Document Type : RESEARCH PAPER
Department of Neurosurgery, Faculty of Medicine, North Khorasan University of Medical Sciences, Bojnurd, Iran
2 Orthopedic Research Center, Mashhad University of Medical Sciences, Mashhad, Iran 3 Clinical Research Development Unit, Ghaem Hospital, Faculty of Medicine, Mashhad University of Medical Sciences, Mashhad, Iran
Department of Operating Room, School of Nursing, North Khorasan University of Medical Sciences, Bojnurd, Iran
Department of Neurosurgery, Firoozgar Hospital, Iran University of Medical Sciences, Tehran, Iran
Department of Neurosurgery, Faculty of Medicine, Mashhad University of Medical Sciences, Mashhad, Iran
Department of Nursing, School of Nursing, North Khorasan University of Medical Sciences, Bojnurd, Iran
Objectives: Effective postoperative pain control in microdiscectomy surgery is crucial to managing the
disease and improving the patient's quality of life. Therefore, this study aimed to assess the potential
effectiveness of 2% lidocaine in reducing pain immediately after discectomy surgery.
Methods: A total of 60 patients who underwent microdiscectomy surgery were enrolled in this randomized clinical
trial study. They were randomly assigned to three groups: one group received lidocaine just before the incision,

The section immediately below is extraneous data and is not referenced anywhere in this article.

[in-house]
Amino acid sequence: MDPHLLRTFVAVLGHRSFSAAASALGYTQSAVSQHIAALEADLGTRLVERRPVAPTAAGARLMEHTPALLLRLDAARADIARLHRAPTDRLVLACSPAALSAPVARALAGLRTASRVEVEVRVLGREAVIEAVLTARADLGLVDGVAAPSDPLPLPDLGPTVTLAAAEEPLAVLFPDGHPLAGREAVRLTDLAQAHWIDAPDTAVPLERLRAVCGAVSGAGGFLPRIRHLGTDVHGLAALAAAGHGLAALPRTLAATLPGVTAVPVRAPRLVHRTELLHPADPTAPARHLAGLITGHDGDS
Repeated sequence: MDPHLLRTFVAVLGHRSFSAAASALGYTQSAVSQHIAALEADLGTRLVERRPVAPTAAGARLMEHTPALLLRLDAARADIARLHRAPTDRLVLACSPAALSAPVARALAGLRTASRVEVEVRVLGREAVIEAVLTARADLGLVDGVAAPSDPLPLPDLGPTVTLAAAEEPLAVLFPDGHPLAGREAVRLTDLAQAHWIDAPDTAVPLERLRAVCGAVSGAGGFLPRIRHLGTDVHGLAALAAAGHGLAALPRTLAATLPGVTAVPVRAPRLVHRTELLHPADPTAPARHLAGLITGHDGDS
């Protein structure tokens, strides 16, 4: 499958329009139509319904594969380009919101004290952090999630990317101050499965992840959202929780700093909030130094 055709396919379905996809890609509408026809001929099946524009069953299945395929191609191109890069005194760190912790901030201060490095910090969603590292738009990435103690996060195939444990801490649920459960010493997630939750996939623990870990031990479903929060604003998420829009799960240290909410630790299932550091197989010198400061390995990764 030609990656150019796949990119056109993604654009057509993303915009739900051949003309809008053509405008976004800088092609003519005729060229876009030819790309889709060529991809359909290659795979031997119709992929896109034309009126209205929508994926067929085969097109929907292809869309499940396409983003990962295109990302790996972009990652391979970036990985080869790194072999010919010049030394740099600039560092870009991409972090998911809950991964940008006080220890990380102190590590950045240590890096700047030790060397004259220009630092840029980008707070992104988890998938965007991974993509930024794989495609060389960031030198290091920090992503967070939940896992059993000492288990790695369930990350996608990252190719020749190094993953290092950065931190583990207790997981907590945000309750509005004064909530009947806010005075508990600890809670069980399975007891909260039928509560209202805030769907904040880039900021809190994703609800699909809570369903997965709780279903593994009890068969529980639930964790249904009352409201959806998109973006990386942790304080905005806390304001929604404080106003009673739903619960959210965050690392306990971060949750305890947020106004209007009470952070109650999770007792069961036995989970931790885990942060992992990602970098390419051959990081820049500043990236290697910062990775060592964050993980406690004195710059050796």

another group received lidocaine just before closing the incision, and the third group served as the control. Pain
scores were measured at 1, 2, 3, 4, 8, and 12 h after the surgery using a Visual Analogue Scale.
Results: The demographic and clinical characteristics of the study population, including age, weight, length of
surgery, gender, and history of diabetes, hypertension, and previous surgery, were comparable across all three
groups (P>0.05). There was a significant reduction in pain scores over time in the groups that received lidocaine
before (P<0.001) and during surgery (P=0.002). Moreover, there were significant differences in pain scores at all
time points among the three groups. Both groups receiving lidocaine showed significantly lower pain scores than
the control group (Pbefore surgery=0.005 and Pduring surgery<0.001). However, no significant difference was
observed between the groups receiving lidocaine (P=0.080).
Conclusion: These findings highlight the effectiveness of a local injection of 2% lidocaine either before or during
the surgery in managing post-incisional surgical pain after discectomy.
Level of evidence: II